In order to meet the learning needs of a large number of in-house, flexible learning and distance-learning students from a variety of disciplines, The University of Auckland Library has enhanced the provision of information and academic literacy instruction through the design of online learning environments. Learning Services Librarians, learning designers and subject librarians from The University of Auckland Library have collaborated with faculty, Centre for Academic Development staff, graphic design professionals and web developers to design online courses and tutorials, such as: • Academic Integrity - stand-alone online academic integrity course, compulsory for all new students at the University of Auckland from Semester I 2013; • COMLAW 101: New Zealand’s Legal Framework - curriculum- integrated information literacy online tutorial designed for COMLAW 101: Law in a Business Environment academic course with 2000 students each year; • POPLHLTH 701: Research Methods in Health - curriculum- integrated online information literacy learning environment for postgraduate students completing the POPLHLTH 701: Research Methods in Health course and compulsory assessment activity bearing 15% course mark; • FTVMS 100: Assignment Research Path – curriculum-integrated information literacy online tutorial and compulsory assessment activity (10% course mark) designed for FTVMS 100: Media studies first year undergraduate course with 1000 students each year; • Understanding Your Reading List - generic information literacy online tutorial designed for all first year undergraduate students. The focus of the paper will be on the development framework of online courses, curriculum-integrated and generic tutorials and the analysis of different stages of each project, their collaborative nature and usability testing practices applied (user observation, focus group interviews, surveys) and outcomes. It will introduce CourseBuilder as a web-based tool for the design of online learning environments and activities, its features, functionalities and published outputs. CourseBuilder, developed by the University of Auckland’s Centre for Academic Development, is an authoring tool that provides customisable templates to develop online interactive activities (eg, case studies, reflections and quizzes), import text, insert media, monitor student responses and more. Finally the paper will describe issues and challenges during each development stage, as well as benefits and limitations of using an online learning environment development system.

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  • Talking Allowed!

    Davies, Maree; Sinclair, A (2011)

    Conference poster
    The University of Auckland Library

    Research on the Paideia Method (a method for discussing a topic) was conducted in 20 classrooms across five schools, of varying socioeconomic environments (ages 11-13) in Auckland, New Zealand, in 2010. The researchers sought to further examine the results from their pilot study of the Paideia Seminar, entitled 'Talking Allowed: I like it when the teacher lets us talk without telling us what to say', trialed in 2008 (Sinclair & Davies, 2011). In addition, in order to provide the optimum conditions to prepare the students for the face-to-face seminars, an online component (open source software) was added as an alternative medium to assist students in their preparation. The research questions were: What happens to the Nature of Interaction, and the Complexity of the Discussion when students participate in a Paideia Seminar, and an on-line discussion in preparation for the face-to-face seminar? What is the optimal role of the teacher when participating in a Paideia Seminar and an on-line discussion to increase complexity of discussion?

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  • Using network science to explore innovation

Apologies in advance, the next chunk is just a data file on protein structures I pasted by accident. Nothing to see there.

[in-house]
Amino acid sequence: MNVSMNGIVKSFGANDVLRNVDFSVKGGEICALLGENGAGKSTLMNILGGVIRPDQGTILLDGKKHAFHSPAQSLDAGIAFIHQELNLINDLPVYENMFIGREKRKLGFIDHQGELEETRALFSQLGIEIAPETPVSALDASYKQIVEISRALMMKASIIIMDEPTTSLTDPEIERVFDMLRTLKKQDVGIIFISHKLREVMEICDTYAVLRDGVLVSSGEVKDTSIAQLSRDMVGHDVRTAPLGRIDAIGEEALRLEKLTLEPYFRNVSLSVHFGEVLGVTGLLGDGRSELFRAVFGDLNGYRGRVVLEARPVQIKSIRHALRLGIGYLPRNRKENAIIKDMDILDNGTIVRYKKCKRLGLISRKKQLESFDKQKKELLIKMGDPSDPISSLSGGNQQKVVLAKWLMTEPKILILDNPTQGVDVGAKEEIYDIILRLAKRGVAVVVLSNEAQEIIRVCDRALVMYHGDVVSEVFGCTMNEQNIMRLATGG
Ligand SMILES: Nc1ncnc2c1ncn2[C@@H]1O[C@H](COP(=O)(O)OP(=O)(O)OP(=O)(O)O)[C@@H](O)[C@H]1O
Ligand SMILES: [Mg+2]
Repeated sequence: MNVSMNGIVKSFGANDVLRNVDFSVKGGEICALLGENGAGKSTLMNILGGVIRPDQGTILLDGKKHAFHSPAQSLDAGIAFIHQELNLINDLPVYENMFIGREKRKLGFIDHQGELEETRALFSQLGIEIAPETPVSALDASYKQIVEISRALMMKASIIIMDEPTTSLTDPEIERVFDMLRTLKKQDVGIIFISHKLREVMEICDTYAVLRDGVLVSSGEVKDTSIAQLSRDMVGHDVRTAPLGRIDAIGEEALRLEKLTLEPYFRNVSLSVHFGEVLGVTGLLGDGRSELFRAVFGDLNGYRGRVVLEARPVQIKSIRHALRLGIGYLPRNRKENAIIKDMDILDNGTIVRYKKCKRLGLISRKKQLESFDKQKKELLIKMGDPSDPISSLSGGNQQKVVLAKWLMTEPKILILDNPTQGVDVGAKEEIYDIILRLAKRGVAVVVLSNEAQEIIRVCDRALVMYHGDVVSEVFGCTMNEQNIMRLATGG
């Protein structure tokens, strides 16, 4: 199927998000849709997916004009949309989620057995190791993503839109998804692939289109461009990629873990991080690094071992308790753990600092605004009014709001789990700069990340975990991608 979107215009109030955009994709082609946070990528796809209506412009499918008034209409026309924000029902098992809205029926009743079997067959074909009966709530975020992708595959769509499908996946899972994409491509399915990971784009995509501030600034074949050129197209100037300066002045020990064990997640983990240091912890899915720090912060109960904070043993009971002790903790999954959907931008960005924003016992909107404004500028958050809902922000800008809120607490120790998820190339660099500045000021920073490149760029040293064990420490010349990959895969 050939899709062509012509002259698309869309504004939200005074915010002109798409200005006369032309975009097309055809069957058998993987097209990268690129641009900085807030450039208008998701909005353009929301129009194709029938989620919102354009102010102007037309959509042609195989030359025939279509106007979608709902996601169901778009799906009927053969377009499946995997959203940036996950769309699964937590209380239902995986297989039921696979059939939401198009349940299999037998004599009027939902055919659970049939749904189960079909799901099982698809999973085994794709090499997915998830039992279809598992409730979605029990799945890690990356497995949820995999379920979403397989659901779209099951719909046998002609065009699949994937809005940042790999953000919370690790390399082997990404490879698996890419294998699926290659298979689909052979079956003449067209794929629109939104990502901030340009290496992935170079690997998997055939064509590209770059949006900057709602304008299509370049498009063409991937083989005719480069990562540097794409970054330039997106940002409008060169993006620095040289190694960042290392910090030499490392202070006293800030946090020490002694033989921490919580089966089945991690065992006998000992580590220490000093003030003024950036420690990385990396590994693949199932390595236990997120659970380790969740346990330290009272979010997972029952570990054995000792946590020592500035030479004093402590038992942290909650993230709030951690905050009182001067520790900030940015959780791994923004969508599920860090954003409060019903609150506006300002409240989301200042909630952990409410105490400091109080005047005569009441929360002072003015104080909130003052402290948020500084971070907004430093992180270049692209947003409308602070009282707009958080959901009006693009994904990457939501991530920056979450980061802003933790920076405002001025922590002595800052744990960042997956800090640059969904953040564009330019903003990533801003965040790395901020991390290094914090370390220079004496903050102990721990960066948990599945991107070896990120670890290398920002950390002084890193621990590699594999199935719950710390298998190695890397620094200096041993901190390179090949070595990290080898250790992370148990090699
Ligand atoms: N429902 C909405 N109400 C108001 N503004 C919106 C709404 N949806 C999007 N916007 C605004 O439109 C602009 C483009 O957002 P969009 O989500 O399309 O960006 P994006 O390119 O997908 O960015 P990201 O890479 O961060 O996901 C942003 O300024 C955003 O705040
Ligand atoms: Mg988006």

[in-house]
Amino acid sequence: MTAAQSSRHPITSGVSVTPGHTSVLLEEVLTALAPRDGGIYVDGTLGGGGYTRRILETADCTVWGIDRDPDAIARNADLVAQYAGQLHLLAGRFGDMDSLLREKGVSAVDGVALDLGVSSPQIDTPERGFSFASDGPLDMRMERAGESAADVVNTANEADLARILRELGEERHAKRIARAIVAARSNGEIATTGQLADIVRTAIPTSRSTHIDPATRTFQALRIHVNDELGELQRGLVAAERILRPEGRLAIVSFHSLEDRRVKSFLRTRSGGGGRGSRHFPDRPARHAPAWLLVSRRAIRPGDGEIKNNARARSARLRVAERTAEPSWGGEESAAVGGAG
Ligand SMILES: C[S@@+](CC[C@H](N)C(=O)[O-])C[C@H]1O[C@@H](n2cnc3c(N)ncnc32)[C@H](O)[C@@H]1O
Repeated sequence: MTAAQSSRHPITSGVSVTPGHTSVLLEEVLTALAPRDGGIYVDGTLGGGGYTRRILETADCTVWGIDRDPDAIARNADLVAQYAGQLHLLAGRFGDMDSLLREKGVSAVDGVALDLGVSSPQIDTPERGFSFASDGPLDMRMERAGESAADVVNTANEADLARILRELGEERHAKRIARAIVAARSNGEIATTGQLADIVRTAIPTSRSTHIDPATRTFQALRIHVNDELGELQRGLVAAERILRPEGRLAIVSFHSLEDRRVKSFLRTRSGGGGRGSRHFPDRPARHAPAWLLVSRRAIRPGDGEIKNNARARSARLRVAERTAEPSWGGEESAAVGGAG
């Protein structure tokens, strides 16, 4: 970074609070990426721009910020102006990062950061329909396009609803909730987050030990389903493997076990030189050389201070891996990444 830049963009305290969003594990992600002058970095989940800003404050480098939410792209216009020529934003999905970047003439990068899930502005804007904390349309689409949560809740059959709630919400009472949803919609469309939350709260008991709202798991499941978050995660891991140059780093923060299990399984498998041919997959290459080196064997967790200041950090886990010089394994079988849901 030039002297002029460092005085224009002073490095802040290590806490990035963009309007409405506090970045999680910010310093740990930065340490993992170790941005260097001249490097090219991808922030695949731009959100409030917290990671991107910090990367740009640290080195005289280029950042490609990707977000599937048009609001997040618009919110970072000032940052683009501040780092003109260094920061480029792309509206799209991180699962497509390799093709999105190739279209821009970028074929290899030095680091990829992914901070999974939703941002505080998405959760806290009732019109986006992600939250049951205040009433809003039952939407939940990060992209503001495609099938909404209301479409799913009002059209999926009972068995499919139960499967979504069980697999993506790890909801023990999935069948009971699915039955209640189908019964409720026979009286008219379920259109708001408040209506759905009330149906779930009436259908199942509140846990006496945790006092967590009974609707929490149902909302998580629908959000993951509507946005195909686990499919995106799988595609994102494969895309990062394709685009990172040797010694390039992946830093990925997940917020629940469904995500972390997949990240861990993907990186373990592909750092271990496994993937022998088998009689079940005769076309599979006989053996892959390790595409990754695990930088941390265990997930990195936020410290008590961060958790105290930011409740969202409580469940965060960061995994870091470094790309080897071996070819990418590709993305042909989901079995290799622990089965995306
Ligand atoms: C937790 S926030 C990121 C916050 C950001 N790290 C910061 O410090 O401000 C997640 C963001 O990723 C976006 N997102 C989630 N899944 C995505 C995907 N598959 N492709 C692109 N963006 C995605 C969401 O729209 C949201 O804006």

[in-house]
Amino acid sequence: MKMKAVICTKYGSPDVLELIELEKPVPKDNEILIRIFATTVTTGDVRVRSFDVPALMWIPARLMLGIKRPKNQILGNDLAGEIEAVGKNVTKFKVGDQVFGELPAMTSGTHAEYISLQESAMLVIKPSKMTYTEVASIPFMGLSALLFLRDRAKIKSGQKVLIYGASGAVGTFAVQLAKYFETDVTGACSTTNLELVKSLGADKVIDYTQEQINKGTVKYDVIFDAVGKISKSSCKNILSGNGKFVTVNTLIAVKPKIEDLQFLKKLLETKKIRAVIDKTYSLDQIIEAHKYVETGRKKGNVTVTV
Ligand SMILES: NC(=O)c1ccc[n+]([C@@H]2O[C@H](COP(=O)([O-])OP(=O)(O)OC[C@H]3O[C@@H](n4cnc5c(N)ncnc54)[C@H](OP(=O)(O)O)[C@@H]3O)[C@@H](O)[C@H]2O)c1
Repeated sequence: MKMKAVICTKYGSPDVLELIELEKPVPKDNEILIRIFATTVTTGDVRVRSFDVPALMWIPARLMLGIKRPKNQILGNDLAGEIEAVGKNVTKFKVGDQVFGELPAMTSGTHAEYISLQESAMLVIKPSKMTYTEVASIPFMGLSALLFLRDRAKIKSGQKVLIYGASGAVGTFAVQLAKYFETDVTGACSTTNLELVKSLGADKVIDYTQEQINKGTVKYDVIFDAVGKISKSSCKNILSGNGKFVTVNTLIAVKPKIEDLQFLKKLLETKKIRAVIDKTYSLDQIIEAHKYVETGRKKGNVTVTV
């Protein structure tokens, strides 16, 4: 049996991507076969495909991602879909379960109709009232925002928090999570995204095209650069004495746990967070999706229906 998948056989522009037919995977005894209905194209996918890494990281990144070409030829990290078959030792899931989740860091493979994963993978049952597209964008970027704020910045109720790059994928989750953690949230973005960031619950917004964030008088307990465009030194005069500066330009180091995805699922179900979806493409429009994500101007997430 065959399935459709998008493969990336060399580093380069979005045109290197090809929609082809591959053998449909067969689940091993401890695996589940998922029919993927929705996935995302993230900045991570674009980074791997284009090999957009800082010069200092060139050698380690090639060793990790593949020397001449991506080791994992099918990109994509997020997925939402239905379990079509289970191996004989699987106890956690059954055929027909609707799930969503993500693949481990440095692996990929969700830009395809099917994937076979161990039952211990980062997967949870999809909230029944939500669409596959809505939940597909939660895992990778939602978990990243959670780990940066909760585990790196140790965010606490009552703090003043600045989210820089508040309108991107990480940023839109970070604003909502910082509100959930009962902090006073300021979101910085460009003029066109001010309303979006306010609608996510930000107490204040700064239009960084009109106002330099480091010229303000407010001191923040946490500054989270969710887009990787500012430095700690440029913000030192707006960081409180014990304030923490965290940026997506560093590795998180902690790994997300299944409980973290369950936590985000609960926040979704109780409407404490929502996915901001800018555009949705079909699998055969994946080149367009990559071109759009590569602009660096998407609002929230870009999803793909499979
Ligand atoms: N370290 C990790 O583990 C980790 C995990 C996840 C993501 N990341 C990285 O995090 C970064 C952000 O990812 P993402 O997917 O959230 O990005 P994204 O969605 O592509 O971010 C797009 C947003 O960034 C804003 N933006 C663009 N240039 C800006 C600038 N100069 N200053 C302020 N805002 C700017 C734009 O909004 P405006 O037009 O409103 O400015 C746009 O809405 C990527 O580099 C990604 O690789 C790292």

O'Neale, DR; Hendy, SH (2013-06-06)

    Conference poster
    The University of Auckland Library

    We live in a world were scientific and technical advances require increasingly specialised knowledge while drawing expertise from ever more diverse technical areas. In an effort to better understand the relationships between different areas of innovation, and the role of specialisation, diversity and ubiquity in national and regional economies, we have mined several million patent records from the European Patent Office, along with their classification codes, and used them to construct a network of “patent-space”. Patents provide a rich data set when studying innovation. Networks of scientific publications, such as that in [1], formed from inter-journal citations, illustrate the links between different disciplines as new knowledge is created, while networks of countries and the goods they export, such as the “product-space” network in [2], give insight into the economic complexity (or otherwise) and the likely areas of growth for national economies. Using patents allows us to take an intermediate view and investigate the role of science and innovation in economic growth. We take an approach similar to [2], identifying when individual countries or geographic regions have a “revealed comparative advantage” with respect to particular technical areas. We have constructed a proximity network as a base-map for the space of patentable innovation. We find that patent-space is heterogeneous and highly structured, and that the structure depends on the size or “granularity” of the regions that data is aggregated into. By overlaying data for particular regions on the patent-space base map we are able to explore temporal and regional trends – in particular how the innovation systems of different countries has produced quite different areas of specialisation. Figure 1: Patent-space for New Zealand (left) and South Korea (right) - two countries with very different innovation systems. Nodes represent patent classification classes. Nodes are dark when the country has a comparative advantage in that area and faded out otherwise. Nodes are connected if a comparative advantage with respect to one classification tends to occur in conjunction with a connected classification. [1] L. Leydesdorff & I. Rafols, Journal of the American Society for Information Science and Technology (2008). [2] C. Hidalgo & R. Hausmann, Proceedings of the National Academy of Sciences (2009).

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  • What influences the association between previous and future crashes among cyclists.